The European Commission says it has received confidential documents from the UK outlining ideas from recent Brexit talks. Britain referred to the documents as “non-papers,” indicating they were not concrete proposals.
Brussels said it had on Thursday received documents that would provide the basis for “technical discussions” on customs, manufactured goods and sanitary rules.
Talks were being held at a technical level on Thursday, said Commission spokeswoman Mina Andreeva. These, she said, would be followed by political meetings on Friday between EU chief negotiator Michel Barnier and Britain’s chief Brexit minister, Steve Barclay.
“These are papers for now. Until we have looked at them in detail, I will not characterize them beyond being a paper,” Andreeva said.
A British government spokesman described the documents as “confidential technical non-papers which reflect the ideas the UK has been putting forwards.” Normally, a “non-paper” refers to a summary of diplomatic talking points rather than concrete proposals.
“We will table formal written solutions when we are ready, not according to an artificial deadline,” the spokesman added.
The reference to a deadline came after Finnish Prime Minister Antti Rinne said earlier on Thursday that London would have to produce its proposals by the end of September. Finland holds the rotating presidency of the EU and occasionally speaks for the bloc.
Meanwhile, British Prime Minister Boris Johnson insisted that the two sides were advancing, but was circumspect.
“I don’t want to exaggerate the progress that we are making, but we are making progress,” Johnson told journalists.
‘Substance needs to be resolved’
However, Irish Prime Minister Leo Varadkar told national broadcaster that “wide gaps” remained between Brussels and London — particularly on the question of the Northern Irish backstop.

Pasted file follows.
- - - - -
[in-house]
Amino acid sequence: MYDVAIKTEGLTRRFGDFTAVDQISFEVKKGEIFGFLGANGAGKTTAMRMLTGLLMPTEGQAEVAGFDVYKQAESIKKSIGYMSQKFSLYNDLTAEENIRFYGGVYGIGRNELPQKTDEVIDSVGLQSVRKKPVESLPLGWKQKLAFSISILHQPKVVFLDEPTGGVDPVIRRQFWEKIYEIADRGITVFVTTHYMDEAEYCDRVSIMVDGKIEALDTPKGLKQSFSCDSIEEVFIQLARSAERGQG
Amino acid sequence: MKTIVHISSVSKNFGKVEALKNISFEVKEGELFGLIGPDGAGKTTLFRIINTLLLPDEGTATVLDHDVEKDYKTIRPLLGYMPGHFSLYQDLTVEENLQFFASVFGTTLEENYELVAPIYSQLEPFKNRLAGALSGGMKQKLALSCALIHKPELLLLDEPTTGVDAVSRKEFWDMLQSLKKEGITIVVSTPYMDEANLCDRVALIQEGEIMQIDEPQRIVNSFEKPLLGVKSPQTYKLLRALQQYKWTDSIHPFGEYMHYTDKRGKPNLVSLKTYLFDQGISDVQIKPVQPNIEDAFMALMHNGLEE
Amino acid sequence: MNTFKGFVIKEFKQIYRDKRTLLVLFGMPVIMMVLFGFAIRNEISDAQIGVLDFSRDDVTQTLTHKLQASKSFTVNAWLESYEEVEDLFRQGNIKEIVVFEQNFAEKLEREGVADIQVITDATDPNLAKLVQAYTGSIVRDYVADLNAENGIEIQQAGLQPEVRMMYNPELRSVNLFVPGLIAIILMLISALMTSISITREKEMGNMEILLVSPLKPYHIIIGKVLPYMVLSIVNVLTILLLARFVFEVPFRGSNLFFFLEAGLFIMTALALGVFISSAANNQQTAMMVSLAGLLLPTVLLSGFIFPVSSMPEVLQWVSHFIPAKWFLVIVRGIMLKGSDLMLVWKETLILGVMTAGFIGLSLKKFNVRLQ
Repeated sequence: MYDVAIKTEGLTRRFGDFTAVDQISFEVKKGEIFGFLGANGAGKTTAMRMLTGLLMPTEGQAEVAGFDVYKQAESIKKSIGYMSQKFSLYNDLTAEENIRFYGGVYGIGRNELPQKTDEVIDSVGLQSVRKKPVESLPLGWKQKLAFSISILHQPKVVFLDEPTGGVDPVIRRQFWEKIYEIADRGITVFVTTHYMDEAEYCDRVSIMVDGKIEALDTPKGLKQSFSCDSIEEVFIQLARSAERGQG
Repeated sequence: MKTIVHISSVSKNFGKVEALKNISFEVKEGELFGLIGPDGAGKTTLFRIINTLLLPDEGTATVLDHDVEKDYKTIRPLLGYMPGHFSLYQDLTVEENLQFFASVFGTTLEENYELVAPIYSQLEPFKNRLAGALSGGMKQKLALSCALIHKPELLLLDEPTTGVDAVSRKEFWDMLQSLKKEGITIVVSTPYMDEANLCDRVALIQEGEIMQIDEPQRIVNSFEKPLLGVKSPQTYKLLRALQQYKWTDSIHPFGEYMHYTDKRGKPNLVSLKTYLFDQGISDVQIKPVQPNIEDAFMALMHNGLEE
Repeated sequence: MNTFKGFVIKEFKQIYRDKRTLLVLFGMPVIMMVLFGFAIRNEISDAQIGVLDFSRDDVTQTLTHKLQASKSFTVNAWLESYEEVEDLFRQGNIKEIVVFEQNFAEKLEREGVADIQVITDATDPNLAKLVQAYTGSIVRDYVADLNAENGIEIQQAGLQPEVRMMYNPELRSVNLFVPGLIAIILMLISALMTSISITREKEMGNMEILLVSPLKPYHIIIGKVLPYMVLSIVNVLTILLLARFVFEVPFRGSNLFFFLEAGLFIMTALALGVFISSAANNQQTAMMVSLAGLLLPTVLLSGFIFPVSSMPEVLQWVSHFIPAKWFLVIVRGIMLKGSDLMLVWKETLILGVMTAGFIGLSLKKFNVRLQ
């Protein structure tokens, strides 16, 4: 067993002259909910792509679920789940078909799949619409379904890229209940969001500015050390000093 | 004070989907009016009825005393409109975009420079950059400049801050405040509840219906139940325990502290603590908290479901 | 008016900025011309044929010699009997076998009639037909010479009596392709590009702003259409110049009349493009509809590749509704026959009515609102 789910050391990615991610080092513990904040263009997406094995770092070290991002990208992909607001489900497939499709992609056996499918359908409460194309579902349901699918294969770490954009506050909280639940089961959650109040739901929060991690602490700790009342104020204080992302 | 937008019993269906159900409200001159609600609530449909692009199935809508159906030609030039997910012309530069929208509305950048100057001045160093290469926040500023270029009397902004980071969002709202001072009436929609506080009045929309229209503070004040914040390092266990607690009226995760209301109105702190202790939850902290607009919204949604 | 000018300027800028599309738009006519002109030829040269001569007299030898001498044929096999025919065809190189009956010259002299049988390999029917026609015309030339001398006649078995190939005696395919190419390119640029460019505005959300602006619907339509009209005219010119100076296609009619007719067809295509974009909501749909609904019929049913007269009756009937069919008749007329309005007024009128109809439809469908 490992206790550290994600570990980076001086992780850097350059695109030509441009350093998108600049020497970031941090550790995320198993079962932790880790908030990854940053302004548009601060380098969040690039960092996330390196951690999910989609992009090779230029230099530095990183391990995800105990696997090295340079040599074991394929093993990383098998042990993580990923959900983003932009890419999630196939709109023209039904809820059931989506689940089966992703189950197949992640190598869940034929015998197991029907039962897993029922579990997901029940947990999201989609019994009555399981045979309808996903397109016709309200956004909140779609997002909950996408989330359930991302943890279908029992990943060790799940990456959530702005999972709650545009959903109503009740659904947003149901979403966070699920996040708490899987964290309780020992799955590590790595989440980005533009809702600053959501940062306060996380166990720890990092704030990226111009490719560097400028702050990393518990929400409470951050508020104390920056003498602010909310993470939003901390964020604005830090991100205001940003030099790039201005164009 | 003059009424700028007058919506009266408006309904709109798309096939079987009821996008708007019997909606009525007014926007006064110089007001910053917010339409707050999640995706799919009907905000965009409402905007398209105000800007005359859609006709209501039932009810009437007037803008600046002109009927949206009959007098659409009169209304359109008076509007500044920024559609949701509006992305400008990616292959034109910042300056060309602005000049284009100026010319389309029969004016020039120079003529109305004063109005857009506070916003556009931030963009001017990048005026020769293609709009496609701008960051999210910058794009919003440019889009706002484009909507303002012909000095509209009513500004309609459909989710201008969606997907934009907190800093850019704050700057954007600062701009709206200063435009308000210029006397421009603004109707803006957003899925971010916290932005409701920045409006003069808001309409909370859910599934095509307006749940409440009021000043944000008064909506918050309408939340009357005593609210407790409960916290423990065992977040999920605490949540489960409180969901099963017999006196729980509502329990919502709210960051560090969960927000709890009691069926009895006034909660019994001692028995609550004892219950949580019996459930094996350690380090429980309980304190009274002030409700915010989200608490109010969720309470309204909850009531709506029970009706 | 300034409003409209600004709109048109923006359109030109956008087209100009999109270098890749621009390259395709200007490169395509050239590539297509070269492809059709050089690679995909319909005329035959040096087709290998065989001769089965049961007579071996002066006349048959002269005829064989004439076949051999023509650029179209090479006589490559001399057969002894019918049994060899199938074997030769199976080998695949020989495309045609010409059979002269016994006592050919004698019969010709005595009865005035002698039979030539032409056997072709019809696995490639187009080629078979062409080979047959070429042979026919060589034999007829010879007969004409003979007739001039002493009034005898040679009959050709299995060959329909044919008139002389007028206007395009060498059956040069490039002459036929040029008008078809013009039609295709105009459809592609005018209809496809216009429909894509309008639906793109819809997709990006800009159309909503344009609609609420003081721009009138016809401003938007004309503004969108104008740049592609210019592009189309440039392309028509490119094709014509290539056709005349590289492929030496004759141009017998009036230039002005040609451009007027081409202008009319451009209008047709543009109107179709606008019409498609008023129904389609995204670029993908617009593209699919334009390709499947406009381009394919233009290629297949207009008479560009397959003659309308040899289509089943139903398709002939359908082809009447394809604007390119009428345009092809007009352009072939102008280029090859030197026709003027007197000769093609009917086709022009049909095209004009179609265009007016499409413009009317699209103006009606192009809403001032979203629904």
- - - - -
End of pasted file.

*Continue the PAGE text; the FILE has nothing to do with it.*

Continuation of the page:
“There is a lot of energy and a lot of positivity,” RTE quoted Varadkar as saying. “The difficulty is that when it comes to the substance of the issue that needs to be resolved,” explained the prime minister, adding that there was “no time to lose.”
Meanwhile, European Commission President Jean-Claude Junckertold Britain’s Sky News that he had no opposition to dropping the backstop — provided that the UK government could provide a failsafe alternative.
Such an alternative would require a satisfactory solution to having two separate regulatory frameworks without the need for border customs checks when the UK’s rules diverge from those of the EU’s single market.
“If the objectives are met — all of them — we don’t need the backstop,” said Juncker, who met Johnson in Luxembourg on Monday. “If the results are there, I don’t care about the instrument.”
Johnson may face a further Brexit headache when the UK Supreme Court gives a ruling next week on whether his five-week prorogation of parliament was unlawful. A decision against the prime minister could complicate his efforts to ram through any deal he does agree with Brussels once the legislature returns on October 14.